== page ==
Banning Homogenized Idiots...
Are MLK's Christian Values Welcome Today?|
January 21, 2013
The Rev. Louie Giglio, designated to give the benediction at this year's
presidential inauguration, has withdrawn, under apparent pressure, after the
surfacing of remarks he made, some 25 years ago, about the sinfulness of
Note that the pastor of the evangelical Passion City Church in Atlanta has been
pushed off the stage not because of a deed, but because of words he said --
words expressing a widely held Christian belief that homosexuality is a sin.
Let's recall that freedom of religion appears in the First Amendment of our
constitution, alongside the protection of freedom of speech.
So what kind of irony do we have before us that two key aspects of American
life, protected by our constitution, are up in smoke and the venue is
inauguration of an American president, who will put his hand on a Bible and
swear to "preserve, protect and defend the Constitution of the United States"?
Adding more bitter irony, Rick Warren, who gave the benediction at the 2009
inauguration of this same president, America's first black president, recently
said that "the battle to preserve religious liberty for all, in all areas of
life, will likely become the civil rights movement of this decade."
And in what context did Warren -- pastor of Saddleback Church in Lake Forest,
Calif. -- make this observation? In context of the refusal of Hobby Lobby, a
firm owned by evangelical Christians, to comply with a new mandate, signed into
law by this president, forcing firms, regardless of their religious convictions,
to pay for employees' contraception and abortion -inducing pills.
What we have is the ongoing march forward of tyranny in America, a tyranny of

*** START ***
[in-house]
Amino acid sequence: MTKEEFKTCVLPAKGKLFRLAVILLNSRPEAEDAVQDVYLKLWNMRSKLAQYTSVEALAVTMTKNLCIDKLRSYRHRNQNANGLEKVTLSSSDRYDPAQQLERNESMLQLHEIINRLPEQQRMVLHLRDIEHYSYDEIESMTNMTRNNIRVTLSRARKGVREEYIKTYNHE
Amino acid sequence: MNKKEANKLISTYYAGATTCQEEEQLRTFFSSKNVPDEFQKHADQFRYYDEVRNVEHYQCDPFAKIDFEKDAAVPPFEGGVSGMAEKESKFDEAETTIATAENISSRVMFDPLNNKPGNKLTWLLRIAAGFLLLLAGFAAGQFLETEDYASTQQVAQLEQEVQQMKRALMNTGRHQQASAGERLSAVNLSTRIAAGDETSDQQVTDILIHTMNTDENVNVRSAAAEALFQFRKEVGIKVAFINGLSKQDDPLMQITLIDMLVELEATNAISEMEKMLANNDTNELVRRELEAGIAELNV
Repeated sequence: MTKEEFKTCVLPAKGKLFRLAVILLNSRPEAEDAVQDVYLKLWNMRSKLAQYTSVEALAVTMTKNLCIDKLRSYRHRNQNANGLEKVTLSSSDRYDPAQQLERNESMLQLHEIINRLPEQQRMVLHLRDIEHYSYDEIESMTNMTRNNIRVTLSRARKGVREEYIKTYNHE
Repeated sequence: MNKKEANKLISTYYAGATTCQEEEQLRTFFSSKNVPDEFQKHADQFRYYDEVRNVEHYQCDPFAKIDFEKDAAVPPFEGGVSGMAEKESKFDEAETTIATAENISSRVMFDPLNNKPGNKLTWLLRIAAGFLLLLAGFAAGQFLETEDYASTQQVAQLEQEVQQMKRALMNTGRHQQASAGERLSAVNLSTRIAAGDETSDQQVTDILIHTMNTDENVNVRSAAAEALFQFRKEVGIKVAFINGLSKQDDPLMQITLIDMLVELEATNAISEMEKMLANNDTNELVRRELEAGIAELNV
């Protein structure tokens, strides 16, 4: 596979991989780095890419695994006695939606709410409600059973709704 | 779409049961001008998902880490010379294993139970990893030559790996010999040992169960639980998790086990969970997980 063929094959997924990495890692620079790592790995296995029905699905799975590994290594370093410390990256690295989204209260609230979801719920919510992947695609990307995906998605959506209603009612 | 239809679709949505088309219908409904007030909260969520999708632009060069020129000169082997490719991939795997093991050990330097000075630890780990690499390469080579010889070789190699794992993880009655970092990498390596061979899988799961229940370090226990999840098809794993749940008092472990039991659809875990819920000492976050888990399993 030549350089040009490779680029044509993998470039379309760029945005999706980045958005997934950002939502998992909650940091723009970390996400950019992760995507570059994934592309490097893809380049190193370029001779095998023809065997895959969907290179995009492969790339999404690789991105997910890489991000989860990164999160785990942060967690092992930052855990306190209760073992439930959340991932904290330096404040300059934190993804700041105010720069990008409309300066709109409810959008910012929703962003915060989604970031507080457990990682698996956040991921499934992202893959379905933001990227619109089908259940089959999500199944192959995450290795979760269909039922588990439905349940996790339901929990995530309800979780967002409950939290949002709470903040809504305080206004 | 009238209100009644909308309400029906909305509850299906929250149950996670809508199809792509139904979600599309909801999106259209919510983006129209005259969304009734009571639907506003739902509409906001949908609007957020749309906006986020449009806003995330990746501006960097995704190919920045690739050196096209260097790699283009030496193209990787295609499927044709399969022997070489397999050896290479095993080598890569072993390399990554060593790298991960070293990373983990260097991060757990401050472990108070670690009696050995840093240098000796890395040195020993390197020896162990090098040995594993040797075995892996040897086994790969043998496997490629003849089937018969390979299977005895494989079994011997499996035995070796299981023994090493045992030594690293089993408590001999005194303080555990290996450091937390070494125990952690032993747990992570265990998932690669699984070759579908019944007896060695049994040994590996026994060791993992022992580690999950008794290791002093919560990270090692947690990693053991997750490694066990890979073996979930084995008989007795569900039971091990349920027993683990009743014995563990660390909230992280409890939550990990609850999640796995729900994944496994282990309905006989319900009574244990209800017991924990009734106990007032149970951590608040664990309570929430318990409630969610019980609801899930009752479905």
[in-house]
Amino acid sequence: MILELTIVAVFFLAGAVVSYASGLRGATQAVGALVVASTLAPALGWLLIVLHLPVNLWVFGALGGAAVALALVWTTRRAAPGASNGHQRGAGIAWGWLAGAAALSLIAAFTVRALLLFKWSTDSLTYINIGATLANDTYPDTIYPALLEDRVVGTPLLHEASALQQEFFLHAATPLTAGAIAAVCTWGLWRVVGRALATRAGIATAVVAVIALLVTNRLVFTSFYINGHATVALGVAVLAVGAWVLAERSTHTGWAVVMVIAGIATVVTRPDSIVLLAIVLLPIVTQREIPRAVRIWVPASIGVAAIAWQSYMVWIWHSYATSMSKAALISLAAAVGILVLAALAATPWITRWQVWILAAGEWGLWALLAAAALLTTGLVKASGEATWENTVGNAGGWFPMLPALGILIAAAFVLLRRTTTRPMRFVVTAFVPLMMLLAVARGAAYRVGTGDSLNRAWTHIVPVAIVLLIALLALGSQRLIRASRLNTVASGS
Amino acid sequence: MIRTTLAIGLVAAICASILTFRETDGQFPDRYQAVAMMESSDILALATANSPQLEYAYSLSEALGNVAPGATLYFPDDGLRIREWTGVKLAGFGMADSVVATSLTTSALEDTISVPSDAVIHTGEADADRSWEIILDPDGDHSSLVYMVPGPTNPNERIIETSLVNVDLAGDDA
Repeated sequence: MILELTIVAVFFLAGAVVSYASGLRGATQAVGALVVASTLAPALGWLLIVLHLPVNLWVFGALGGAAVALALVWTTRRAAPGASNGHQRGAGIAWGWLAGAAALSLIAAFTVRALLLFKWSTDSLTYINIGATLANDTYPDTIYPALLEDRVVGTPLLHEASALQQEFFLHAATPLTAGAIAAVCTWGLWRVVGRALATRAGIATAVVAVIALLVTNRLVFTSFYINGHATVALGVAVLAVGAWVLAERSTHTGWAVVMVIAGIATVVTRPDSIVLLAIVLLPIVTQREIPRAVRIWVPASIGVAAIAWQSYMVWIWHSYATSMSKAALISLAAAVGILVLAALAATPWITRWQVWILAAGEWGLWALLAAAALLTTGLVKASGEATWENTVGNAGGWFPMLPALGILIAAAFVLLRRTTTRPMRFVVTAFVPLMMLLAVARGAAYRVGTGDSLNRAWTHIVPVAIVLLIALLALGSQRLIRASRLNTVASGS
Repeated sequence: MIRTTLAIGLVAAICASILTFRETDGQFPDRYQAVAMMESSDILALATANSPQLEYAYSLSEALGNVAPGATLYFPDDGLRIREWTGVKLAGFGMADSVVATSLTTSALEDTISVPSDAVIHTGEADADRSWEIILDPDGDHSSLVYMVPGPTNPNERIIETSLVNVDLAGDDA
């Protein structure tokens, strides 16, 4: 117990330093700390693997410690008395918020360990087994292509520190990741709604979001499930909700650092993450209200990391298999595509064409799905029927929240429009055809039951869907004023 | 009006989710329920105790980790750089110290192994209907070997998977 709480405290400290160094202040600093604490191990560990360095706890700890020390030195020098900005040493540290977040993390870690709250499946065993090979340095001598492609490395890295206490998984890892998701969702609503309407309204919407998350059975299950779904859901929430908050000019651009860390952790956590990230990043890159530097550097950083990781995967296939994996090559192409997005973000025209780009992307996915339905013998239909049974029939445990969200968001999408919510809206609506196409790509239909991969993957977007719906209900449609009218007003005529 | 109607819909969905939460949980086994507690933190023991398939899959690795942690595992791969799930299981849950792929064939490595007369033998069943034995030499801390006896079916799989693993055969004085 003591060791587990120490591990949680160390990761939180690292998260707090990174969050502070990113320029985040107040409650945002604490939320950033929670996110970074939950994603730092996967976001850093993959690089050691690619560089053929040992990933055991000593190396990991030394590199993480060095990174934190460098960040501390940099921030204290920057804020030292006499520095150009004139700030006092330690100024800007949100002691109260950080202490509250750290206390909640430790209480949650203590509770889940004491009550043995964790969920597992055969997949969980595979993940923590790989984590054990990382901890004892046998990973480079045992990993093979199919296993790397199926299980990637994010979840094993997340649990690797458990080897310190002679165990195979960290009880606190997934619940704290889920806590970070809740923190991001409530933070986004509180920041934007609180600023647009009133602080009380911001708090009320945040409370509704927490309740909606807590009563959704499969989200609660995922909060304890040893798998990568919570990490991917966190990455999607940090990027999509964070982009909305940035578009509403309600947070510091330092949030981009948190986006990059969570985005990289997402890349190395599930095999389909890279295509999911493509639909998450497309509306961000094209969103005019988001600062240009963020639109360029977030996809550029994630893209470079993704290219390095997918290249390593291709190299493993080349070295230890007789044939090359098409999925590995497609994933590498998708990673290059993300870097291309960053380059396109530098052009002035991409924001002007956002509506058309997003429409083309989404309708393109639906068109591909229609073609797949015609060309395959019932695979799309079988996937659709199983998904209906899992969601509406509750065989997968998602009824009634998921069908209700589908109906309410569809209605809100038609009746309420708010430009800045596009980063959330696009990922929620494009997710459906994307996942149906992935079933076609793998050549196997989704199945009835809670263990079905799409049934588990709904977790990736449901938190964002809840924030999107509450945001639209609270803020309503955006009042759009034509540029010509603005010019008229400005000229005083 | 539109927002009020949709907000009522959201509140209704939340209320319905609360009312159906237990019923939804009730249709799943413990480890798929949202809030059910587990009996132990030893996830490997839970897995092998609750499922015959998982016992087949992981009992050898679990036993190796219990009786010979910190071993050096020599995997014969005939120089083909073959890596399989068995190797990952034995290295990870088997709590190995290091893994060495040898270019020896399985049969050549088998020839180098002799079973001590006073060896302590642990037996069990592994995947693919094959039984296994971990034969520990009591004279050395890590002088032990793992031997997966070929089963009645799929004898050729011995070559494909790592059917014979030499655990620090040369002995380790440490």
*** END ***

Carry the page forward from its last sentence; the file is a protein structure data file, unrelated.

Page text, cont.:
the left, in which moral chaos and political power are becoming a new national
religion, and what was once understood as religion and tradition is now called
bigotry and pushed off the stage.
One wonders if the Rev. Martin Luther King Jr., whose birthday coincides with
this second inauguration of America's first black president, would not himself
wind up today pushed off the stage because of his Christian convictions.
A hint of how to think about this may be gleaned by visiting the new memorial in
Washington, D.C., honoring King.
Visiting the memorial, what immediately struck this black Christian was the
complete absence of any hint that King was a Christian pastor, who founded the
Southern Christian Leadership Conference and who led a movement animated and
inspired by biblical conviction and imagery.
No, the King celebrated at this memorial on the National Mall is a political
activist and community organizer. Try to find a hint that this was a pastor, try
to find a biblical quote, try to find a reference to God.
Absent is the King who concluded his "I have a dream" speech on the same
National Mall pleading for the day "when all of God's children ... will be able
to join hands and sing the words of the old Negro spiritual, 'Free at last, free
at last, thank God Almighty, we are free at last.' "
In King's famous letter written in 1963 while he was locked in a jail in
Birmingham, Ala., he begins with the salutation "My fellow clergymen" and asks,
"How does one determine whether a law is just or unjust?" The answer given by
King was this: "A just law is a manmade code that squares with the moral law or
the law of God."
Would a law such as the one forcing the evangelical Christian owners of Hobby
Lobby to pay for contraception and abortion-inducing pills of employees, and
exposing them to fines of $1.3 million per day for noncompliance -- qualify as
"just" under King's definition?
Would King be ejected from the stage of this president's inaugural if he called
this law, produced by this administration, unjust?
Would there even have been a civil rights movement without the Christian values
that today's left calls bigotry?
Star Parker is founder and president of CURE, the Center for Urban Renewal
and Education, a 501c3 think tank which explores and promotes market based
public policy to fight poverty, as well as author of the newly revised Uncle
Sam's Plantation: How Big Government Enslaves America's Poor and What We Can do
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